In effect the commonplace-book of Early Modern Europe met exactly the same requisites as those presupposed by the recent advertisement for a (p.vi) quotation computer package. The commonplace-book worked as a memory store of quotations, which could be activated to verbalize present experience in the language of familiar moral paradigms and with reference to a cultural history shared by writer and reader; it marshalled excerpts from sources invested with the necessary degree of authority to ‘back up your argument or point of view’; and it was arranged by headed sections in such a way as to ensure maximum ease and efficiency in retrieving the information it contained. The commonplace-book may now be obsolete as a piece of equipment, but the environment in which it functioned persists. Quotation still acts conservatively as a control on present experience, in both senses of the word ‘control’. In the world of post-modernism, quotation has acquired a new, indeed almost manic vigour, as quotation marks festoon the spoken and written discourse of enunciators anxious to dissociate themselves from identification with concepts by deferring the verbal signs of concepts to some unnamed and unlocatable origin. In philosophical traditions seemingly more faithful to the new modes of intellectual enquiry which assisted the demise of the commonplace-book at the end of the seventeenth century, the whole question of the status of authority or testimony as a form of knowledge has recently re-emerged and entered contemporary debate.1 At a more general theoretical level, the current revival and revaluation of rhetoric, both as a system of argumentation and as a medium of expressivity, has alerted critical thinking to look for evidence of the functioning of a sophisticated machinery of verbal production, long neglected. Commonplaces were, and indeed are, among the most conspicuous pieces of that machinery. As for the commonplace-book as information-retrieval system, we shall shortly see that this was not a new feature in Renaissance quotation collections, but a refinement of the mechanisms they inherited. The application of such mechanisms to the explosion of knowledge in printed books during the course of the sixteenth century created a market of demand and supply in Western Europe which would eventually ensure that electronic systems keying search words to storage receptacles would be advertised to academics as ‘a tempting purchase’.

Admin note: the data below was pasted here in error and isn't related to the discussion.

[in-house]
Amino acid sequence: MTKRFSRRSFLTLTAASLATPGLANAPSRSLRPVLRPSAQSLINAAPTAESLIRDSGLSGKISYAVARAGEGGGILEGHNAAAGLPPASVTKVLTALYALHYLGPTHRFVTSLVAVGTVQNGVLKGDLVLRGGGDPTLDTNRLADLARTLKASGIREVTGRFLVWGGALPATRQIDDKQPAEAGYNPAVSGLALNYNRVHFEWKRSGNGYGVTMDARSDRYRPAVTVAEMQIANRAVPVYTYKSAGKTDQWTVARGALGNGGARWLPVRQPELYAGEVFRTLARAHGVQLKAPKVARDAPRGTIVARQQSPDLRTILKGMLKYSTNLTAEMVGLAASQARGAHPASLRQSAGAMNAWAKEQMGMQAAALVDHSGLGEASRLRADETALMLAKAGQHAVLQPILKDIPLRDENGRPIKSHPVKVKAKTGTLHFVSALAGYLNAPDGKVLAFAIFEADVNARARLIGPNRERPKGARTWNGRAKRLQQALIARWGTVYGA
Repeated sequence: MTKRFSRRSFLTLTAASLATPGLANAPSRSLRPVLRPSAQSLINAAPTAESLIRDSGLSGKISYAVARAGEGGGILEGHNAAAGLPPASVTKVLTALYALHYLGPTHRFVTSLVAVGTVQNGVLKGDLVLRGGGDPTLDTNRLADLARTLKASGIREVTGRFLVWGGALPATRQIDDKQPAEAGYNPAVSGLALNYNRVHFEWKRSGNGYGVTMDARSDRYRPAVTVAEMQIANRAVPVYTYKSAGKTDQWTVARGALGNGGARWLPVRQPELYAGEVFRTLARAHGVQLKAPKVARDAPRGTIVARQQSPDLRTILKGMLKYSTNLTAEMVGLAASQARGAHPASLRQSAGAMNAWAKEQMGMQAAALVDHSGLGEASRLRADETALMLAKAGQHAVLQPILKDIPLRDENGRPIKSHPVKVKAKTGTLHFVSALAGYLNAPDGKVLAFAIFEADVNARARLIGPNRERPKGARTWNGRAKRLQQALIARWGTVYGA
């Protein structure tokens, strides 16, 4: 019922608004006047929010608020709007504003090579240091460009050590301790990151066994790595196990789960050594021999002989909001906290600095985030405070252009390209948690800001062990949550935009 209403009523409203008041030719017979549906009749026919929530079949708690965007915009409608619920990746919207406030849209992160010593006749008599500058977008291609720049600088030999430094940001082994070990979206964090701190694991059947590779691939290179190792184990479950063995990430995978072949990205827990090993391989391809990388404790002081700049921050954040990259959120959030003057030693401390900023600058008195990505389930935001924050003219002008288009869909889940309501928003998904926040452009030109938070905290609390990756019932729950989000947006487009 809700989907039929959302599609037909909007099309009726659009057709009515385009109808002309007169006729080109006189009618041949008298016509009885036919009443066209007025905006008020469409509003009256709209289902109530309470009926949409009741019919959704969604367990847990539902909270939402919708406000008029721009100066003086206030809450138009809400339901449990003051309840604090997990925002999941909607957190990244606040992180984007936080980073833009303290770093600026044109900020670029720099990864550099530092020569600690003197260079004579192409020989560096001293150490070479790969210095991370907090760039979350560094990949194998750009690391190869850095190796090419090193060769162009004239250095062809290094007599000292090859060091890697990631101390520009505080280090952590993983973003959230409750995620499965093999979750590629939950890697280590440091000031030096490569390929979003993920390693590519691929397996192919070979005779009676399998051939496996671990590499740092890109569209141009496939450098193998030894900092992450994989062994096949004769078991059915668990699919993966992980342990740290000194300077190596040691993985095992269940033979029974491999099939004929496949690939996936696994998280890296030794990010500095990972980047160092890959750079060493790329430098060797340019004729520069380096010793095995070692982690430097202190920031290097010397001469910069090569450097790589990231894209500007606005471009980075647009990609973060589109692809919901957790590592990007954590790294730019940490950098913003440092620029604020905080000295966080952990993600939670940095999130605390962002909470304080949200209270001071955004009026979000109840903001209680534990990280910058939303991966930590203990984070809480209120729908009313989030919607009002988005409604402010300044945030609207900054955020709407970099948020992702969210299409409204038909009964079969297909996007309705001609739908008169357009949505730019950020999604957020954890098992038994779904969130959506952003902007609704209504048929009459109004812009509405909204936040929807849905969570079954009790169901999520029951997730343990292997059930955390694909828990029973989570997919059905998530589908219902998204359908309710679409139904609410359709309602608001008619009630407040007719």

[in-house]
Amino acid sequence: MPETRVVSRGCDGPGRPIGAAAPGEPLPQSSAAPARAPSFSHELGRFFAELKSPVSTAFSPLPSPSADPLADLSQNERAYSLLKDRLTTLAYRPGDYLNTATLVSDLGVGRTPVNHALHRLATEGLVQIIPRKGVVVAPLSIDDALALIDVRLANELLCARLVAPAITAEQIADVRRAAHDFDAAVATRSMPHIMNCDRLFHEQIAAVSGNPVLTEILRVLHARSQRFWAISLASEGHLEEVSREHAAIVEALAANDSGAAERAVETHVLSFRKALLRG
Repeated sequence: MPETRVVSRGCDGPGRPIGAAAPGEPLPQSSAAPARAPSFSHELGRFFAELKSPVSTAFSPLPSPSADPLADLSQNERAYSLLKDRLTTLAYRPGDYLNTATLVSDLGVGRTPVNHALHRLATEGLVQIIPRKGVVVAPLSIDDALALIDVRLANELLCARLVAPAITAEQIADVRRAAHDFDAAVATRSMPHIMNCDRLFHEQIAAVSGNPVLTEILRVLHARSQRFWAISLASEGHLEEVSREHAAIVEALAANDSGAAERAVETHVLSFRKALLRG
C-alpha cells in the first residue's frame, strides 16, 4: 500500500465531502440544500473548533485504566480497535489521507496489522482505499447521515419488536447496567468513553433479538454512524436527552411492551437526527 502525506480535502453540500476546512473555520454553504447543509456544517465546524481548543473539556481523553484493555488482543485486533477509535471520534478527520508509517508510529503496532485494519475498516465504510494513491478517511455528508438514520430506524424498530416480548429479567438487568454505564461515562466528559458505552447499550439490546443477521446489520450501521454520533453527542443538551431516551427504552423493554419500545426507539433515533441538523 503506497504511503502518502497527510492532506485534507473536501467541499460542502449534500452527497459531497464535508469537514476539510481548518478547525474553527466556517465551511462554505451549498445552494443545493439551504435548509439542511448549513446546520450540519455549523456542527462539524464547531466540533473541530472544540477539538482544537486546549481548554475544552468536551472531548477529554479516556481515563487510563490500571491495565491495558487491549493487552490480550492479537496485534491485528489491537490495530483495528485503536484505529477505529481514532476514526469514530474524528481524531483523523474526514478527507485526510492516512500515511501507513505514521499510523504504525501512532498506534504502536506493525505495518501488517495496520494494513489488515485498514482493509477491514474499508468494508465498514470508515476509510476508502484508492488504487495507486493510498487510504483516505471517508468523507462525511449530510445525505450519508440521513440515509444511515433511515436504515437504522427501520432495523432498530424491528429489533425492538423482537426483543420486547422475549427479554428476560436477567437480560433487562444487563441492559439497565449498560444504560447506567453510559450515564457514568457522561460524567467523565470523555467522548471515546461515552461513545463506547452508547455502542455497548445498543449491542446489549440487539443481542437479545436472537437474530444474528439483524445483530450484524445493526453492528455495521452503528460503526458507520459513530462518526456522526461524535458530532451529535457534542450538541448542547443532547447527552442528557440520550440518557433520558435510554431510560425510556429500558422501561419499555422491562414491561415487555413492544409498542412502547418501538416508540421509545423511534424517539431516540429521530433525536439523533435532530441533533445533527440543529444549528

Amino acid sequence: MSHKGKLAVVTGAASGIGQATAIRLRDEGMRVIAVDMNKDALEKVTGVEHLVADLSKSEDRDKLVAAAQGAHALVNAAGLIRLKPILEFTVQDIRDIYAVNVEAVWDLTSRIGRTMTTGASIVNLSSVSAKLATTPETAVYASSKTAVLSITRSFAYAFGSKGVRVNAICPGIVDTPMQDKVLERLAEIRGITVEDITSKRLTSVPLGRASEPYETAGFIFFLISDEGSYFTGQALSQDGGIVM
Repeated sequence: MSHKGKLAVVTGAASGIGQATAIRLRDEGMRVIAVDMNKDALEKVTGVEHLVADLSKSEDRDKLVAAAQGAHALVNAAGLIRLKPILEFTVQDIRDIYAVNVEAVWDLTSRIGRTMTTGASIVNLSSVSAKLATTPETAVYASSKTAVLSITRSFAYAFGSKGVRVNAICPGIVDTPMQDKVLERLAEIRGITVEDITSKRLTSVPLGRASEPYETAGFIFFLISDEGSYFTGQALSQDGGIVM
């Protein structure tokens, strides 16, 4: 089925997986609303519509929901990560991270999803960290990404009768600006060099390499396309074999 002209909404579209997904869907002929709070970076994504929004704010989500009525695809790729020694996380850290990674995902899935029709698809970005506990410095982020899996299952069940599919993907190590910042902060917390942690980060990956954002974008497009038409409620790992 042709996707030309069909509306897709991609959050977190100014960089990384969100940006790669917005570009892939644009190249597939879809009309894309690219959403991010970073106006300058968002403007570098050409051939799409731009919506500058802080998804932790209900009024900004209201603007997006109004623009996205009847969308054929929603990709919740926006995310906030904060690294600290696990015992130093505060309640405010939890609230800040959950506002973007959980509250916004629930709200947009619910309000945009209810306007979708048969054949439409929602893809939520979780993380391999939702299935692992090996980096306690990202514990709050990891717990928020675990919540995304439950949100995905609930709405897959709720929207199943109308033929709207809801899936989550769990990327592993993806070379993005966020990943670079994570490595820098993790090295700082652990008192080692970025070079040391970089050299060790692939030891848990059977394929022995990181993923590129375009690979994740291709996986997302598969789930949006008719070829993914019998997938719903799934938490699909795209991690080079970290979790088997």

The present work is not concerned with modern analogues of the commonplace-book, but with the commonplace-book as an artefact symptomatic of the mind-set of educated Western Europeans from the early years of the sixteenth century up until the last decade or so of the seventeenth. Material for describing the history of this influential instrument de travail is taken primarily from printed prescriptions for making commonplace-books and from analyses of a small selection from the hundreds of printed (p.vii) commonplace-books published in that period. It will be clear at once that this work has self-imposed boundaries. The prescriptions for making commonplace-books consist of pedagogic instructions for putting together systematized notebooks into which quotations from mainly printed texts were to be transcribed by hand. However, the present work does not deal with the actual product of these instructions, that is to say, the many thousands of manuscript commonplace compilations located in libraries throughout Europe. The enormous numbers which survive of such manuscript notebooks prove that the commonplace-book is a valuable clue to distinctive features of Early Modern culture in general and to the working practice of individual writers in particular. Moreover, they are evidence that the instructions for making them described in this present study were effective. Yet, without some explanation of their mechanism and their purpose, manuscript commonplace-books are not fully intelligible to modern readers largely ignorant of structures so fundamental to the intellectual universe within which the compiler was operating that he had no call to make them visible. To bring those structures back into view, manuscript commonplace-books need the contextualization supplied in this study, which will enable them to be read intelligently, with understanding of what the compiler was doing, of how his notebook of quotations mediated between his own mental horizon and the cultural matrix in which he was implicated, and of how the notebook might be properly read as a stage in its compiler's production of a future work. In order to fulfil this aim in the broadest manner, this study reconstructs from the pedagogic material under review a general theory marked by a measure of historical change, rather than arbitrarily privileging select examples of that theory demonstrated in manuscript form. On the other hand, this study does extend to printed, rather than manuscript, commonplace-books, precisely because their status as books printed for general circulation signals that they were conceived as models of good practice, and evidence suggests that they were also used (and meant to be used) as quarries, or even substitutes, for the private collection.